Mika Muukkonen picked up mountain biking a decade ago in his native Finland, but “little by little got sort of too old and too fat to ride cross country so decided to go to the gravity side of the sport where the weight actually helps.” He took up downhill biking, and, after moving to Chengdu three years ago to run the China operations of a Swedish software-consultancy and outsourcing company carried on with the sport, taking part in races in Hong Kong.
So, downhill biking: You push a bike up a hill and then ride it down?
Well I prefer if you have a truck or a ski lift, but here it’s usually a bit more manual. Downhill mountain biking started in the early ’70s in the U.S.—the bikes were like beach cruisers, but a couple more eccentric individuals thought it might be good idea to find the biggest hill they could and try and ride down and not die.
Nowadays it’s not an Olympic sport, but the downhill-biking world cup is attended regularly by approximately 200 riders around the world, and the sport is recognized by the International Cycling Union. Worldwide, there’s probably between 50,000 and 200,000 riders, most in the U.S., Canada, Europe.
In races, you do a timed run from the top from the top to the bottom, and the fastest guy wins. The courses include steep terrain, rock gardens, jumps, drops of different sizes, angles, and landings.
Is there much of a downhill scene in China?
The problem in China is that nobody wants to take responsibility if somebody gets hurt. So most of the race courses tend to be flat. They’re called downhill races but they are like pedaling competitions more or less. The best courses are actually in Sichuan and in Kunming and in Beijing. There are a few guys in Chengdu who know what they’re doing, and I ride with them.
What kind of physical fitness does it require?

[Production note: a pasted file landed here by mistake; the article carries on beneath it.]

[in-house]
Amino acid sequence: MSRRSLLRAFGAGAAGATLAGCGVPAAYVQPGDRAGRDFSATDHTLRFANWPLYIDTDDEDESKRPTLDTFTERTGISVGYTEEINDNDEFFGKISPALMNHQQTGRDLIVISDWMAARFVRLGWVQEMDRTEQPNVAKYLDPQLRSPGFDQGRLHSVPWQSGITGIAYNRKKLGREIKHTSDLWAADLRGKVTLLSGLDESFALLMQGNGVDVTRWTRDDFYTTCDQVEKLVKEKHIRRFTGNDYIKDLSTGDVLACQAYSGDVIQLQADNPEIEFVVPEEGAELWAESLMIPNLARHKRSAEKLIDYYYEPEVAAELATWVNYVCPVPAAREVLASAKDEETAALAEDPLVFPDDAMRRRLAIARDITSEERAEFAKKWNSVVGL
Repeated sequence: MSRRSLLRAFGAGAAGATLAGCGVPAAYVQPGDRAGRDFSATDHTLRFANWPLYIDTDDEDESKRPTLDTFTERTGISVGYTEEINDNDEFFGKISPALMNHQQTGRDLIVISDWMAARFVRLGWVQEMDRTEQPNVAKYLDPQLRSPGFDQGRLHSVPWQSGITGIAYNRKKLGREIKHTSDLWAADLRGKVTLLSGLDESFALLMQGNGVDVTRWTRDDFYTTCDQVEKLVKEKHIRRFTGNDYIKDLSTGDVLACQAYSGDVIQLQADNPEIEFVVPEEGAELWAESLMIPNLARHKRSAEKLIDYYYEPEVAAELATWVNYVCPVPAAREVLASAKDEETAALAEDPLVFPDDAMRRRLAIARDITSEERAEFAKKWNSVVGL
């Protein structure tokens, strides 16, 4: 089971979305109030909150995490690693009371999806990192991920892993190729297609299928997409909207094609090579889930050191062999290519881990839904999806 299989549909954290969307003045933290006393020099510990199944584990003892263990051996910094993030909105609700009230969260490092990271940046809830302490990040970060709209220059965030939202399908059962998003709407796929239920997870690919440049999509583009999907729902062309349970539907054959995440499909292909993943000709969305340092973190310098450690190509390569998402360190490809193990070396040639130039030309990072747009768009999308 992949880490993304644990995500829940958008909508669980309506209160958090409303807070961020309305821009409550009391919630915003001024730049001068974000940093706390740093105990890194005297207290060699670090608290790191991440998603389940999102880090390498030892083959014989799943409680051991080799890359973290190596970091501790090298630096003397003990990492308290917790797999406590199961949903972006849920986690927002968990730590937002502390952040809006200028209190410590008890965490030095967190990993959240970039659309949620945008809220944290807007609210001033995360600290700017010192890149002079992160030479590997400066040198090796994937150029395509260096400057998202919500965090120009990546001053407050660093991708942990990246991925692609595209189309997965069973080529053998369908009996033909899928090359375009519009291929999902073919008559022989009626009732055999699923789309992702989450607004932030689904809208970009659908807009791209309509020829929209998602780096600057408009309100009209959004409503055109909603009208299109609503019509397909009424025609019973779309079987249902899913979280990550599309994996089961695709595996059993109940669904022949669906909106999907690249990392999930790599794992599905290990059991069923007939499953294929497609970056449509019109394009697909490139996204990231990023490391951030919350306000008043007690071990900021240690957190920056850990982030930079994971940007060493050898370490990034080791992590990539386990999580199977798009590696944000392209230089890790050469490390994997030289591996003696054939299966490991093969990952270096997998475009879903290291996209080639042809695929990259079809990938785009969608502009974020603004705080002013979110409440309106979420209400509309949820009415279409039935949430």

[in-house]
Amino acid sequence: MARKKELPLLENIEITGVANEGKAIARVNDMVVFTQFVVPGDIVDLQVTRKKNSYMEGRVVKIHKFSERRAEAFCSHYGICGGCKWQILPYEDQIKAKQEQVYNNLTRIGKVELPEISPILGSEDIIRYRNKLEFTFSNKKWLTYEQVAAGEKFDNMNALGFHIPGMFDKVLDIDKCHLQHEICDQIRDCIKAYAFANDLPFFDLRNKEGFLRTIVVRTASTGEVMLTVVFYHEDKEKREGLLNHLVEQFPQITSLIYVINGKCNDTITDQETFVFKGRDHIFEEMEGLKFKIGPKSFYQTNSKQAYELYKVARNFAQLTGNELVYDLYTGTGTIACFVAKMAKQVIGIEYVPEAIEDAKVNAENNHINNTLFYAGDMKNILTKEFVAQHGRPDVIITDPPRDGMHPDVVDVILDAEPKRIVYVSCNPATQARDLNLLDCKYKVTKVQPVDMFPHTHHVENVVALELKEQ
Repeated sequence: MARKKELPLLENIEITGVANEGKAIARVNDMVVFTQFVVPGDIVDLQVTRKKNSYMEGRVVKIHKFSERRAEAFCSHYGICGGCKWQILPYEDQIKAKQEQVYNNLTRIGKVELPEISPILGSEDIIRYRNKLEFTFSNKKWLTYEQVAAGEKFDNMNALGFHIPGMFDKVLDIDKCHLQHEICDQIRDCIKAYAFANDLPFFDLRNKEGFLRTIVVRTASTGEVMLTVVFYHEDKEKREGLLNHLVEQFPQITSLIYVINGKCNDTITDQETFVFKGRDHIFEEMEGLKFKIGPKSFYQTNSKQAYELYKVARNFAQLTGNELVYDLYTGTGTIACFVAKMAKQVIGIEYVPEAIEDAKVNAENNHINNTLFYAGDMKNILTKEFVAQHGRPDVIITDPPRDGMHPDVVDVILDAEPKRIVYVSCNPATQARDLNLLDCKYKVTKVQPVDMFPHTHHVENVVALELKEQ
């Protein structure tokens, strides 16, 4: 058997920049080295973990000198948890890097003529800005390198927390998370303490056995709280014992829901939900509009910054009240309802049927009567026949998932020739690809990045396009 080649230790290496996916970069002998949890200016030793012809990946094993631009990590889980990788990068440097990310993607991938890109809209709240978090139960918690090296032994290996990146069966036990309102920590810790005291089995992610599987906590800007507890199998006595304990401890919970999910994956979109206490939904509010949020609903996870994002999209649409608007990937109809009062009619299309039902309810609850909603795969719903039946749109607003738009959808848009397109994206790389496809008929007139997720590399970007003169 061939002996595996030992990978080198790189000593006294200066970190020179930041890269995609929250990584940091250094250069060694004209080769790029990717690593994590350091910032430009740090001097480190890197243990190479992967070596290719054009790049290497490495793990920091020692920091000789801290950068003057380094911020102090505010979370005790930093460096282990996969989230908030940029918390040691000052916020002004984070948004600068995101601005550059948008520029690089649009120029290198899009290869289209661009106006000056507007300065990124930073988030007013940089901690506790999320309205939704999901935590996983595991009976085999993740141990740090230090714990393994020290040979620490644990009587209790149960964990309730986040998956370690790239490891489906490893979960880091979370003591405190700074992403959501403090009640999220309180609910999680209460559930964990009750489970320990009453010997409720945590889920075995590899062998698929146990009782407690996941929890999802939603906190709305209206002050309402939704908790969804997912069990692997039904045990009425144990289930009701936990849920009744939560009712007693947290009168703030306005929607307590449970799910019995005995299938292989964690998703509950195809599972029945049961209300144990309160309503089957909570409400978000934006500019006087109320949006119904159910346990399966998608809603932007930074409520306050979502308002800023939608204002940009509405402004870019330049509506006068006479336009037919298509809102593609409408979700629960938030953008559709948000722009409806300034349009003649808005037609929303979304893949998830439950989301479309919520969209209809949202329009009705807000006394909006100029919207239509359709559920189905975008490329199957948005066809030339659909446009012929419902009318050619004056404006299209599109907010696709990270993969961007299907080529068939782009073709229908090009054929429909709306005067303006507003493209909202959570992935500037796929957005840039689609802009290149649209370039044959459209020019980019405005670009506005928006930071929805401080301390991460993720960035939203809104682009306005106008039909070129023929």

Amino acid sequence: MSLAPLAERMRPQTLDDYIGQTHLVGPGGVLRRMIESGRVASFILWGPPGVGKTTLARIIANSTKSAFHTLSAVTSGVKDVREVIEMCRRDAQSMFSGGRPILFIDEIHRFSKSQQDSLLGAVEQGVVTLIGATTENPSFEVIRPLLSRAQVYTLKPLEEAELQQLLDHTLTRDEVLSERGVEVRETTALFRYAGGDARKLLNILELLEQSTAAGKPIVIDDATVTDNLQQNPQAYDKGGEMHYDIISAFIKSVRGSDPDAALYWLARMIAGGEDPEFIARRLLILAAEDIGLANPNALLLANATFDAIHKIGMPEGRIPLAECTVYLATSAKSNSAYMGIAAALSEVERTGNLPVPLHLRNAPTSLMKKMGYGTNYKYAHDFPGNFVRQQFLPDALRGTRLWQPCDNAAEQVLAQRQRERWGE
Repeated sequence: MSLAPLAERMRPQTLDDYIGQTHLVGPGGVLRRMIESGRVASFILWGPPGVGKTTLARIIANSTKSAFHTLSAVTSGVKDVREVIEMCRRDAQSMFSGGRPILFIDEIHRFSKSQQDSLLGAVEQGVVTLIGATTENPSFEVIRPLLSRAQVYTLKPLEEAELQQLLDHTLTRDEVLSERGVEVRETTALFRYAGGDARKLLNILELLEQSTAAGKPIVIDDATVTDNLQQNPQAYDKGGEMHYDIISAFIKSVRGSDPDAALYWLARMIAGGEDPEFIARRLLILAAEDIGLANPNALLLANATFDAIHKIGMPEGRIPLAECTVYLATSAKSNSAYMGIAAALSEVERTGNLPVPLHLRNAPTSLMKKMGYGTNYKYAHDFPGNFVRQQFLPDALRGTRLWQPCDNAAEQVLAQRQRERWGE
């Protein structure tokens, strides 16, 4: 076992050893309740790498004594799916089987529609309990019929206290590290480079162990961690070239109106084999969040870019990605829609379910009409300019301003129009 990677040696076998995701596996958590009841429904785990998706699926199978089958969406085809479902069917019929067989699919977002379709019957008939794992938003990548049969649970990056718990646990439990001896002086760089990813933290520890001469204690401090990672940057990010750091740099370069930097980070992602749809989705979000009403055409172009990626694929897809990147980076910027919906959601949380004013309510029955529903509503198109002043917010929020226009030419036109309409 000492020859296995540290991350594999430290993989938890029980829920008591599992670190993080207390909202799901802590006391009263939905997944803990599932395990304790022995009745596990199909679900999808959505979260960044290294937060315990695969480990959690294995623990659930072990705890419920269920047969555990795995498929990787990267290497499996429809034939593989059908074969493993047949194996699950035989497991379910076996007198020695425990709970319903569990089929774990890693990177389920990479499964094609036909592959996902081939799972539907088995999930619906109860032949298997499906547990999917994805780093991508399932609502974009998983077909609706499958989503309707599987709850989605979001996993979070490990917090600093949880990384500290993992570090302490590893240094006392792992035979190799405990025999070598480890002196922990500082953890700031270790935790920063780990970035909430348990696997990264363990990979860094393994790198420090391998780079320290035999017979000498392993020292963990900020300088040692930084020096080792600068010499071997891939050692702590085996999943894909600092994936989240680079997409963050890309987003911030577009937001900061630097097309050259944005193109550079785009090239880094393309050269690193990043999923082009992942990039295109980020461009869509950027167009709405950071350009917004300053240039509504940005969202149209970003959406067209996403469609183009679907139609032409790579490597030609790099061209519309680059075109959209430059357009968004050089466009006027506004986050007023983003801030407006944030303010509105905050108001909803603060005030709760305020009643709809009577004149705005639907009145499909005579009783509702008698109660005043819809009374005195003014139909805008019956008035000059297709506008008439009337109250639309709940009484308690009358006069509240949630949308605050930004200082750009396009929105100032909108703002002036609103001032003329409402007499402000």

Downhill is mostly body control. To get down fast you need to be loose, really relaxed loose, moving shoulders, and moving elbows, and moving hips and knees. You have to pedal to maneuver the bike, especially at high speeds, and balance, turn the bike and lean it over to the corners. A typical downhill race run takes anything from 2 to 6 minutes, and after that, your legs are shaking and pulse 180.
So how many bones have you broken?
I haven’t broken any bones.
I’ve had a fairly seriously sprained shoulder twice, once I was off the bike for two months due to that. Currently I have a partially sprained right shoulder due to a crash a week ago. I’ve hit my knees more times than I can count. But no bones broken. No hospitalization. I’ve been sort of lucky.
I wear knee and shin pads, elbow pads, chest and back armor, a full-face helmet and a neck brace. The neck brace has been around a couple of years, but I think personally that’s one of the biggest improvements in the sport’s safety. It prevents hyper-extension, hyper-flexion and compression injuries if you land on your head.
Do you commute by bike?
Yes. It’s actually quite relaxing to commute with a bike—my theory about Chengdu and people driving cars is that they are pedestrians but they just happen to have a car. So the mentality is they can go anywhere at any time, and once you accept this, then you start looking at traffic in a different way. During these three years, I have been commuting more or less every day, and have never collided with any other vehicle, e-bike, car, or pedestrian.
I don’t ride a straight line from A to B when I go to work. I choose a line where I can practice some drops and some bar stuff when I go to the office. It makes it less boring. If there’s a staircase, I can jump down the staircase or something. When I get to traffic lights, I stop there and balance the bike until it’s green. In general I don’t need to step off the pedals on my way to work.
How many bikes do you have, and how much does one cost?
I don’t have that many bikes—two downhill bikes, one all-purpose mountain bike, and then one dirt-jump or cross-race bike. The bikes I have with me today, one would be like USD8,000, and the other one 7,000 roughly. I don’t like to order full bikes—I’ve been doing this long enough to buy the parts and throw them together. It takes a bit of money, though, building up a full bike from scratch.